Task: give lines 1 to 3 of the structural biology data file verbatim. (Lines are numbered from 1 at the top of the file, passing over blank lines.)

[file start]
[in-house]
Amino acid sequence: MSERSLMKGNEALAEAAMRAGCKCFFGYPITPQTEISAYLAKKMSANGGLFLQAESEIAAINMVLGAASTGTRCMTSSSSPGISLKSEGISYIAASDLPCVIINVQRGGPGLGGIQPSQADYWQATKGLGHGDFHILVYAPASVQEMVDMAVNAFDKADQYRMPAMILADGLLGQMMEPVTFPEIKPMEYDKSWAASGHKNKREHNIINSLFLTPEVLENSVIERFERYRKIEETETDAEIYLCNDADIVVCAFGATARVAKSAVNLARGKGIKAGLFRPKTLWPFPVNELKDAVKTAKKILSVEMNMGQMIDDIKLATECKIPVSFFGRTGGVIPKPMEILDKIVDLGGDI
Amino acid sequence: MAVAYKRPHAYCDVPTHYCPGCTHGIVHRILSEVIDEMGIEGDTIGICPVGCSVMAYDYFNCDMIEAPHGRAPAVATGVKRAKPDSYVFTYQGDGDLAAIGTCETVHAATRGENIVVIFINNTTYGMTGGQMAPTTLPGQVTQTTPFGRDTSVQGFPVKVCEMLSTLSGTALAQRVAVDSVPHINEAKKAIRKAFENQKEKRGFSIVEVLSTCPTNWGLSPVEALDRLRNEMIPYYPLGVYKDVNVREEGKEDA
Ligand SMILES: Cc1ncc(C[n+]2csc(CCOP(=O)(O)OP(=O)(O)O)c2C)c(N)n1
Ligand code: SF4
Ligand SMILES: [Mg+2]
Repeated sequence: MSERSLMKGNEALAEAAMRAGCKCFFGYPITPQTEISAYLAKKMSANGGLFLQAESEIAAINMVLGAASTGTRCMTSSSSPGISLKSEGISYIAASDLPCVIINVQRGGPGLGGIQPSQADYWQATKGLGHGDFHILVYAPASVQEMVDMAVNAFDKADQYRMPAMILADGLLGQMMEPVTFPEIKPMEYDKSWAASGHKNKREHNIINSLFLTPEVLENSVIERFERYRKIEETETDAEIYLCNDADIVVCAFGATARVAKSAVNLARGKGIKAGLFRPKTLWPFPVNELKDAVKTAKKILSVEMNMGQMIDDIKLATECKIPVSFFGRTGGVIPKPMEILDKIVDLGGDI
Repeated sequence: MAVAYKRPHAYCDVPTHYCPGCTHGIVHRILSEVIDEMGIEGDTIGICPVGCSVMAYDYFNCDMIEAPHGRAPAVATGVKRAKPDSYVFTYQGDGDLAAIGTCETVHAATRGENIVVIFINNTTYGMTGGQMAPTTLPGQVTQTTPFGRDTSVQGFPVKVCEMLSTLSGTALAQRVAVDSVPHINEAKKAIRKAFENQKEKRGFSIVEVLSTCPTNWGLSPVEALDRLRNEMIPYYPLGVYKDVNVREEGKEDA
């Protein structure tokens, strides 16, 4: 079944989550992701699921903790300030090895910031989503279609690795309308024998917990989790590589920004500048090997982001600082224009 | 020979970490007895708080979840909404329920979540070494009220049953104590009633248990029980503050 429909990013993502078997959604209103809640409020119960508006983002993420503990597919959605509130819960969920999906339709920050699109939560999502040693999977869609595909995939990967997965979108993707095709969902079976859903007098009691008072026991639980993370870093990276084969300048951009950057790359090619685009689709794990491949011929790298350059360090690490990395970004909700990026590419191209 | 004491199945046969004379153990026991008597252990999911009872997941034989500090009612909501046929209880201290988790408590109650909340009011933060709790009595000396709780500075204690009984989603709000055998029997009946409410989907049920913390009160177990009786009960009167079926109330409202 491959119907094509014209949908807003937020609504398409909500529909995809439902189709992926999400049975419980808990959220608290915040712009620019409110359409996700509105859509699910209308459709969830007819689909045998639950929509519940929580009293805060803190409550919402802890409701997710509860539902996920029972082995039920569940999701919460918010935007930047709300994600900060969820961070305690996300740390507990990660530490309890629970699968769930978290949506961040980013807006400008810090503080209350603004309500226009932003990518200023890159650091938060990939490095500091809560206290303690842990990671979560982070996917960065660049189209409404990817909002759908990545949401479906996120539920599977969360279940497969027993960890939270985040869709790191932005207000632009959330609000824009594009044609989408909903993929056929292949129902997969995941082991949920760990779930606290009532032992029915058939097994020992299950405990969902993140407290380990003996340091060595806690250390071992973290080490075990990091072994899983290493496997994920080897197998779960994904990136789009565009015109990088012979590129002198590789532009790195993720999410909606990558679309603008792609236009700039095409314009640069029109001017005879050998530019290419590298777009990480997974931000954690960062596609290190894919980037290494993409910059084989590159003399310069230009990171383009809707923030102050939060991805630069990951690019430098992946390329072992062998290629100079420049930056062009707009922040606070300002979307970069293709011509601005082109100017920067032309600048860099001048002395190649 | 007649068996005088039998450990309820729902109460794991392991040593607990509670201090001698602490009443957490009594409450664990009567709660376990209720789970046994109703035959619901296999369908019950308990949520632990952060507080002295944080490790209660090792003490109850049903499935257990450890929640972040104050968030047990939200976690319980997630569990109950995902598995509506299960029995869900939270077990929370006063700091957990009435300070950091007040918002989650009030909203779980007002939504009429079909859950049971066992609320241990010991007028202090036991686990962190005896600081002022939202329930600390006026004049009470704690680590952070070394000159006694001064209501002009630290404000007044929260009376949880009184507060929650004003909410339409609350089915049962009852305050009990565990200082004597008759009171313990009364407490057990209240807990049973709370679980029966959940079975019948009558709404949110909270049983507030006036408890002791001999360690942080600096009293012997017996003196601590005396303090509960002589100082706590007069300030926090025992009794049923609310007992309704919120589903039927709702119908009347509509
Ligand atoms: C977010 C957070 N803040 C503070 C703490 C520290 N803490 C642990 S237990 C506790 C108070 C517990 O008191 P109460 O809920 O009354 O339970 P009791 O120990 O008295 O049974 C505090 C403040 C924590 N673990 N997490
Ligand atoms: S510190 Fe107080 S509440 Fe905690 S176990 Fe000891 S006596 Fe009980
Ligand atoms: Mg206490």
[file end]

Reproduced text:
[in-house]
Amino acid sequence: MSERSLMKGNEALAEAAMRAGCKCFFGYPITPQTEISAYLAKKMSANGGLFLQAESEIAAINMVLGAASTGTRCMTSSSSPGISLKSEGISYIAASDLPCVIINVQRGGPGLGGIQPSQADYWQATKGLGHGDFHILVYAPASVQEMVDMAVNAFDKADQYRMPAMILADGLLGQMMEPVTFPEIKPMEYDKSWAASGHKNKREHNIINSLFLTPEVLENSVIERFERYRKIEETETDAEIYLCNDADIVVCAFGATARVAKSAVNLARGKGIKAGLFRPKTLWPFPVNELKDAVKTAKKILSVEMNMGQMIDDIKLATECKIPVSFFGRTGGVIPKPMEILDKIVDLGGDI
Amino acid sequence: MAVAYKRPHAYCDVPTHYCPGCTHGIVHRILSEVIDEMGIEGDTIGICPVGCSVMAYDYFNCDMIEAPHGRAPAVATGVKRAKPDSYVFTYQGDGDLAAIGTCETVHAATRGENIVVIFINNTTYGMTGGQMAPTTLPGQVTQTTPFGRDTSVQGFPVKVCEMLSTLSGTALAQRVAVDSVPHINEAKKAIRKAFENQKEKRGFSIVEVLSTCPTNWGLSPVEALDRLRNEMIPYYPLGVYKDVNVREEGKEDA